Friday October 18, 2019

Breastfeeding Longer may Improve Mothers’ Sensitivity

However, the study is not intended to diminish the bonding experiences of women who are not able to breastfeed

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Breastfeeding
How breastfeeding is linked to being a righty or lefty. Pixabay

Women breastfeeding their children for longer periods exhibit more maternal sensitivity well past the infant and toddler years, according to a study.

Maternal sensitivity was defined as the synchronous timing of a mother’s responsiveness to her child, her emotional tone, her flexibility in her behaviour and her ability to read her child’s cues.

“It was surprising to us that breastfeeding duration predicted change over time in maternal sensitivity,” said lead author Jennifer Weaver, from the Boise State University in Idaho.

“We had prior research suggesting a link between breastfeeding and early maternal sensitivity, but nothing to indicate that we would continue to see effects of breastfeeding significantly beyond the period when breastfeeding had ended.”

Further, even though increased breastfeeding duration led to greater maternal sensitivity over time, the effect sizes were small.

Breastfeeding
A mother breastfeeding her child. Pixabay

That means the close interaction experienced during breastfeeding may be only one of many ways the bond is strengthened between mother and child, according to the study, published in the journal Developmental Psychology.

Conversely, there was no correlation between the mother’s breastfeeding length and father’s sensitivity toward their children.

For the study, the team analysed data from interviews with 1,272 families, when their infants were a month old, and followed them periodically until the children turned 11.

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However, the study is not intended to diminish the bonding experiences of women who are not able to breastfeed, Weaver said.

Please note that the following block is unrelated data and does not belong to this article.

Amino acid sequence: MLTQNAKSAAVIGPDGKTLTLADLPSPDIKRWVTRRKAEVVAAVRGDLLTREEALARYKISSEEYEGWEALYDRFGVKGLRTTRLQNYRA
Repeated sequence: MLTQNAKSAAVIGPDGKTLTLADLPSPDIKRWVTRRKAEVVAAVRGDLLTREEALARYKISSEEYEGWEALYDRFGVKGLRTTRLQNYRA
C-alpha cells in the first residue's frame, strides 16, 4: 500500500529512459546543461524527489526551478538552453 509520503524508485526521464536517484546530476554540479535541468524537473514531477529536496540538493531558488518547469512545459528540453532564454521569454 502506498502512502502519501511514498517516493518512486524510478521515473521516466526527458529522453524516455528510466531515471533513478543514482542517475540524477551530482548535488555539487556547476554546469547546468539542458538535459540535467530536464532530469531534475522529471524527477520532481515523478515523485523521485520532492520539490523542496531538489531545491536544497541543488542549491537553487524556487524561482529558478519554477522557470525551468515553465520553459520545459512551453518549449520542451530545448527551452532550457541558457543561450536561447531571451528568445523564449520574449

“Ultimately, I do hope that we will see breastfeeding examined more closely as a parenting factor, not just as a health consideration, to allow us to more fully understand the role that breastfeeding plays in family life,” Weaver noted. (Bollywood Country)

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Study Finds High Incidences of Abuse of New Mothers During Childbirth

The study also found a high number of caesarean sections, vaginal exams and other procedures being performed without the patient's consent

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Abuse, Mothers, Childbirth
FILE -- A nurse-midwife speaks to pregnant women. A study published in The Lancet found more than one-third of new mothers in four poor countries are abused during childbirth. VOA

More than one-third of new mothers in four poor countries are abused during childbirth, a study published Wednesday in the medical journal The Lancet.

The study, carried out in Ghana, Guinea, Myanmar and Nigeria by the World Health Organization, found that 42% of the women experienced physical or verbal abuse or some form of stigma or discrimination at maternity health facilities.

The study also found a high number of caesarean sections, vaginal exams and other procedures being performed without the patient’s consent.

Of the 2,016 women observed for the study, 14% said they were either hit, slapped or punched during childbirth. Some 38% of the women said they were subjected to verbal abuse, most often by being shouted at, mocked or scolded.

Abuse, Mothers, Childbirth
The study, carried out in Ghana, Guinea, Myanmar and Nigeria by the World Health Organization, found that 42% of the women experienced physical or verbal abuse or some form of stigma. Pixabay

An alarming 75% had episiotomies performed without consent. The procedure involves surgically enlarging the opening of the vagina.

The authors of the study urged officials to hold those who mistreat women during childbirth accountable. They also urged the governments to put into place clear policies and sufficient resources to ensure that women have a safe place to give birth.

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Among the specific steps proposed by the study are: making sure all medical procedures are performed only after getting an informed consent; allowing the patient to have a companion of their choice in the delivery room; redesigning maternity wards to offer the maximum privacy; and making sure no health facility tolerates instances of physical or verbal abuse. (VOA)